Take responsibility for your reactions to events, a stranger might cut you off in traffic, a colleague may say something insulting – what you can control is your reaction. If you don’t feel insulted – then you weren’t.

In the morning, rather than lazily lying in bed, we need to get up and get to work on the thing that we were created to do. The first resistance of pleasure starts with getting out of bed first thing upon waking.

Avoid melancholy people and negative people – they will upset your tranquility.

Don’t be insulted by things that are objectively right – being bald and then being told that you are bald is not an insult – it is just a fact.

Grief: Grieving for a short period of time is OK. But then move on. If you grieve the loss of a child then after a period get on with your life. Be happy that you had that child in your life in the period you had. And your child most definitely did not want you to suffer so why go against the will of your own child and become a sad and unhappy person?

Anger: Should a stoic that has seen his wife and children be raped and murdered not do anything about it. Indeed he should – but he should remain as calm as possible while doing it. Success in doing so will make for a much better and thoughtful revenge than just resorting to outright anger.

If we seek social status we are at the mercy of other people trying to have them see us in as positive a light as possible. Our goal should be to become indifferent to other peoples opinion of us.

Realize that many other people, perhaps even your closest friend do not want you to succeed. By doing so they may see themselves as being put down, because if you can succeed then why can’t they.

Acknowledge that the exposure to luxury might lose us our ability to enjoy the simple things in life.

Eat to live instead of live to eat. Eat to nourish the body and fill its basic needs not to gain pleasure.

If a stoic finds himself well of, then he should enjoy his wealth but never cling to it. He should contemplate losing it all again. If he clings to his wealth and new lifestyle then he becomes a slave to it. Because then suddenly he might fear losing his high income and therefore becomes limited in his freedom.

Stoics not being afraid of public ridicule, exile or even death often held and stood up for unpopular beliefs. People today often go out of their way to steer clear of trouble, where as the stoics would ask whether a life where nothing is worth dying for is worth living?

A man is as wretched as he convinces himself he is.

The stoics was convinced that what stand between ourselves and happiness is not the government or the society we live in, but the lack of a life philosophy.

Never categorize yourself as a victim. Always take responsibility.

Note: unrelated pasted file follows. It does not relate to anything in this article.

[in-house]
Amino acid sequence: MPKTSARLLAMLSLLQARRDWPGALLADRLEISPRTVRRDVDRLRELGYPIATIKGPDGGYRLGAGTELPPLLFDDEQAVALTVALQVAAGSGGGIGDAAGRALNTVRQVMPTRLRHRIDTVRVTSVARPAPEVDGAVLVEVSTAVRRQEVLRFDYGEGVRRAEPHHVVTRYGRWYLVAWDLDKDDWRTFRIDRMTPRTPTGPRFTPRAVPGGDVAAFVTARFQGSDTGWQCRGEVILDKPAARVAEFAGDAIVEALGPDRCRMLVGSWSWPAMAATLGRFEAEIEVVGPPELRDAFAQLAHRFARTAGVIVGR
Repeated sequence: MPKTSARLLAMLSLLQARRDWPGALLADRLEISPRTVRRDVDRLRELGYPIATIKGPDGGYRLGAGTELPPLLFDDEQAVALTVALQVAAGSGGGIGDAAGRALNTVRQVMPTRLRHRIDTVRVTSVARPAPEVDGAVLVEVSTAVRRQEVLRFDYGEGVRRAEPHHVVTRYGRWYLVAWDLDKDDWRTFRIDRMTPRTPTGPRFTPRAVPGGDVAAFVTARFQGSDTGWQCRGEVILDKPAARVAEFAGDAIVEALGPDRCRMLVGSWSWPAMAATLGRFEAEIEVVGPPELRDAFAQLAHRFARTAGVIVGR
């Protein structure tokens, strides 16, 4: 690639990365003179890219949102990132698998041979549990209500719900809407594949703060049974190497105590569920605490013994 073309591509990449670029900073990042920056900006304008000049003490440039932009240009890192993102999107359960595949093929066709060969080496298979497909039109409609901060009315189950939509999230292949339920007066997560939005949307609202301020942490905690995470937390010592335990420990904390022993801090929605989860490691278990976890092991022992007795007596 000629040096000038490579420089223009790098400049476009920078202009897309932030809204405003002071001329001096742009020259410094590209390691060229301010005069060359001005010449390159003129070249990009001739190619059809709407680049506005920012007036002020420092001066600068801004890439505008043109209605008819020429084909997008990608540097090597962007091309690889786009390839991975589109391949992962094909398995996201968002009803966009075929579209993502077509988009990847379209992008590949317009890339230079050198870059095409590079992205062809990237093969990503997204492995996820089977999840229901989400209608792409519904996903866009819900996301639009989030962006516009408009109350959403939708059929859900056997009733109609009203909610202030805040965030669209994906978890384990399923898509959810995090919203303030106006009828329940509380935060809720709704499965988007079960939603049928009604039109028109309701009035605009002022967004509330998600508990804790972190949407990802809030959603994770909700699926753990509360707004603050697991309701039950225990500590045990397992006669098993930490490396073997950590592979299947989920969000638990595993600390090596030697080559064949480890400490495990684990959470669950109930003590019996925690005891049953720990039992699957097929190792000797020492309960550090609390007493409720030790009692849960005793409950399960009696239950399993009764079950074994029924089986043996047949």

Thanks to hedonic adaptation a pursuit of novel things will always leave us in want and unhappy. We should instead use negative visualization to learn to want the things we have.

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Steve Jobs – an evil character

Some months have passed since I read this book: Steve Jobs by Walter Isaacson. I can’t really tell why I haven’t felt the urge to write about it yet though. Perhaps more because of the impression about Steve Jobs I was left with after reading it, than the book in itself.

I have read Walter Isaacson’s biography about Benjamin Franklin before, and found it really good and entertaining. I will at some point also read his biography about Albert Einstein – so nothing bad to say about the author or his style of writing – I really like that.

But what really stands in your way as a speed bump the size of Everest is the personality of Steve Jobs. You can try and go around it, look over it, but it is still in your way. Walter Isaacson’s writing is as good in this as in his Benjamin Franklin book, he engages the reader and paints a very telling picture of the man Steve Jobs. But struggle as I might I can’t say that it is a very good book. It is fascinating, shocking and revealing but good – just somehow not.

You can’t argue what Jobs have accomplished. He in many ways have changed the world. But reading the book really made me lose respect for him. And that is not coming from one who did not or still don’t like Apple products – I really am a big fan of them.

The point some people will make however is that he can be forgiven for how he behaved because of what he accomplished – or that you need to be that way to accomplish what he did. I simply just do not buy into that narrative.

There are so many instances where he just acts pure evil! Nothing else to describe it. And it has absolutely nothing to do with being goal-oriented, ruthless business man or anything of the like – he just acts evil. These projections of him can of course be false or projected in a more negative light – but my impressions of Isaacson in general and the book as a whole, is that he tries to be as objective as possible. And this fact just stayed with me for the entirety of the book. People who does so many acts of unnecessary evil and unkindness just cannot be given any respect.